• MARTY CAIVANO

    N0424XMEN02KK.jpg N0424XMEN in the University of Colorado's production of "X-Men: The Musical." Photo by Marty Caivano/April 22, 2009

  • MARTY CAIVANO

    N0424XMEN01.JPG N0424XMEN01.JPG N0424XMEN01 Bay Brian, left, portrays "Pyro," and Graham Emmons plays "Magneto" in the University of Colorado's production of "X-Men: The Musical." Photo by Marty Caivano/April 22, 2009

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If you go

What: Fringe Festival 2012

When: Friday through Sunday

Where: CU’s University Theater and the Charlotte York Irey studios

Cost: Free

cu-onstage.org

F estival organizers said this year’s Fringe Festival at the University of Colorado promises to be one of the most daring yet. The free weekend of quirky events, presented by CU-Onstage, features everything from improv comedy, to satirical musicals, to a burlesque show.

“It is one of the most diverse events you will encounter in Boulder,” Brendan Milove said, CU-Onstage’s public relations director. “This is not just a film festival, or a weekend of plays. This is an event where people who are interested in every type of art can share what they can do. There are plays, musicals, art showcases, films, improv comedy, music, dance showcases, sketch comedy shows, variety shows and more.”

Daniel Leonard, president of CU-Onstage, said the Fringe Festival, which is in its 16th year, is the organization’s largest event. This year, there will be 50 showings of 32 unique performances all directed, performed — and sometimes written — by CU students.

“It’s become a tradition at CU mostly, for lack of a better wording, because it is such a great time,” Milove says. “Each year everyone has a blast and looks forward to the next year. Fringe obviously has evolved over the years. Each year the festival gets bigger and better.”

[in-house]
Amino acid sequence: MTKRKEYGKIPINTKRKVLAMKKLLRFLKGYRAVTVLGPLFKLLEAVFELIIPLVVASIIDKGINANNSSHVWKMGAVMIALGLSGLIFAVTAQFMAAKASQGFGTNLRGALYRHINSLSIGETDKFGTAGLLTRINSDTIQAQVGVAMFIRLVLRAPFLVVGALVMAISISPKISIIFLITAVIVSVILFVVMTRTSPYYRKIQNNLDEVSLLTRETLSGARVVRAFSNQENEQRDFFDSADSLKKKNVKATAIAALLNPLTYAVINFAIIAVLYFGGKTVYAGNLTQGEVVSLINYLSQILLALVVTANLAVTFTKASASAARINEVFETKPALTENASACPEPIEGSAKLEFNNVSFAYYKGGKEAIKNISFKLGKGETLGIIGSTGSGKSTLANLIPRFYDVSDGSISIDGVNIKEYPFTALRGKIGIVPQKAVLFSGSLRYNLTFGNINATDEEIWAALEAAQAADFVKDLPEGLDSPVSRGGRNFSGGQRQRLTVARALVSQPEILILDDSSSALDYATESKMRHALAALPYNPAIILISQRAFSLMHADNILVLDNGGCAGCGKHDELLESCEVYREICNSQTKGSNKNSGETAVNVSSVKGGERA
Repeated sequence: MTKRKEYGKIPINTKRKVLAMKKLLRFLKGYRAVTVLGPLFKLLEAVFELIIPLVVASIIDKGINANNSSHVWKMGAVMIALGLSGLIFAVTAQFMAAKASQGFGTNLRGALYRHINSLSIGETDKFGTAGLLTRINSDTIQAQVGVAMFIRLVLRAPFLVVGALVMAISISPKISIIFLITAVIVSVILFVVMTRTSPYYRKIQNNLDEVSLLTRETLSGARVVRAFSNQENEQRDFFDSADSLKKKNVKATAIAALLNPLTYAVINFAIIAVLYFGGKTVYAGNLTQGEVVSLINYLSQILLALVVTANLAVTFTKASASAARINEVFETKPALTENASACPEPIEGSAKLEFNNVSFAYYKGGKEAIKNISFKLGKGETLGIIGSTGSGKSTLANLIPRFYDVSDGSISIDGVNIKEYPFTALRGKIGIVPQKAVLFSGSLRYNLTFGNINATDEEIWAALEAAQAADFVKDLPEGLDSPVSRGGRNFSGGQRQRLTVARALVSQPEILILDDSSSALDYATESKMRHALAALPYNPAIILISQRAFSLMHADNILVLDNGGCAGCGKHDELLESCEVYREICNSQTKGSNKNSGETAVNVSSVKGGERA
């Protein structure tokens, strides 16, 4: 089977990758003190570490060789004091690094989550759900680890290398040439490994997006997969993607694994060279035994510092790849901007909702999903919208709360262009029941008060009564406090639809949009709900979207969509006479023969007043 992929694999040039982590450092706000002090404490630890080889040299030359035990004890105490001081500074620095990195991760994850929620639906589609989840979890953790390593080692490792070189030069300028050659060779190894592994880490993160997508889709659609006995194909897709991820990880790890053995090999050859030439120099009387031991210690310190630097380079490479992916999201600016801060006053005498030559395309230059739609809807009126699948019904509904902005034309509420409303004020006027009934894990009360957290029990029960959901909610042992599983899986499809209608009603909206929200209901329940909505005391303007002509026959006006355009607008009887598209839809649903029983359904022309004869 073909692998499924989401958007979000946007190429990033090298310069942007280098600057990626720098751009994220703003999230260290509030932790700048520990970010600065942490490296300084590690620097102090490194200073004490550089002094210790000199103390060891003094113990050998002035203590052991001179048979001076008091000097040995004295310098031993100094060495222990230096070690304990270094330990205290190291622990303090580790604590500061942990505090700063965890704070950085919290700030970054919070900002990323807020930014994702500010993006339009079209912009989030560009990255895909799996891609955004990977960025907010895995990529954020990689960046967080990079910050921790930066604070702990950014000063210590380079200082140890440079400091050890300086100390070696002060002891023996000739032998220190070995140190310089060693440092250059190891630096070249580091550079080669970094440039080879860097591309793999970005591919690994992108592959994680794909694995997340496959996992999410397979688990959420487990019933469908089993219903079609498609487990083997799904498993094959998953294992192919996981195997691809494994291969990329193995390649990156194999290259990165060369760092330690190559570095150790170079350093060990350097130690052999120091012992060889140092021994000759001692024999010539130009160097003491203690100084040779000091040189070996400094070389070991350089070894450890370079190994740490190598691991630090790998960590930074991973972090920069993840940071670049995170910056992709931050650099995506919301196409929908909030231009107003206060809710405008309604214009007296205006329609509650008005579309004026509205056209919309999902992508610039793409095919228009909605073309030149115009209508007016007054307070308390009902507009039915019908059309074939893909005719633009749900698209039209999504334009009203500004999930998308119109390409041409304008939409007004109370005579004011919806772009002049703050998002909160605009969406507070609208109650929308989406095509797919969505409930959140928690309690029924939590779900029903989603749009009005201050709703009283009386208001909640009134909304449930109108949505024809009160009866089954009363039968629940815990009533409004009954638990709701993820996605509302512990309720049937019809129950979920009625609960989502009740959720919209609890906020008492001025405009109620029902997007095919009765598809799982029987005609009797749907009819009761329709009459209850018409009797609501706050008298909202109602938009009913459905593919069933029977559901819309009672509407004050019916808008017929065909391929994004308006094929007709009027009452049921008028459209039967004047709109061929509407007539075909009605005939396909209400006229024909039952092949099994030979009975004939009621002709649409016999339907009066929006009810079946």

The festival carries long traditions, such as a drag show and a spoof musical. In years’ past, spoof musicals have included themes of “Harry Potter” and “Texas Chainsaw Massacre.” This year features “Wall Street: The Musical,” which is one of three student written and composed musicals.

“Fringe is a wonderful introduction to performing and visual arts at CU,” Milove says. “Not only is it a chance to see some of the most passionate work that you will find, but it is catered to the general public. Audiences will be blown away by some of the dramatic pieces. And Boulder is home to some of the highest-quality comedy you can find, and it’s all at your fingertips.”

Such comedy acts include CU’s nationally acclaimed troupe Left Right TIM, along with The Sexy Pilgrims, Slumber Party Knife Fight and Side Effects.

The festival also isn’t afraid to push the envelope, with “Sexting: The Musical” and adult burlesque show “Girls! Girls! Girls!”

Nicole Dreistadt, a CU theater major, said “Girls!” (7:30 p.m. Sunday at the University Theater) marks the first time Fringe has allowed nudity in one of its shows. The student-written show revolves around “two notorious villains bent on stealing clothes from all the women in the world.”

The sexy satire will be more than just burlesque — it will also feature comedy sketches, musical numbers and acrobatic acts.

“Students can expect wild and raunchy humor with no apologies,” Dreistadt said. “This show is very unique — combining raw sexuality with bawdy humor, always poking fun at the way America deals with women’s issues today.”

Dreistadt said Fringe Festival helps create a community for artists at CU.

“Fringe Festival has always opened its arms to the weird and wild,” Dreistadt says. “The hardest thing for an artist today is finding someone who believes in you. At Fringe we all believe in each other. Art stops becoming a competition and turns into a community.”

But Fringe isn’t just for artists. Milove said it has something for everyone.

“Fringe Festival is a unique opportunity to see what the student body at CU is capable of,” Milove says. “It certainly will not disappoint.”

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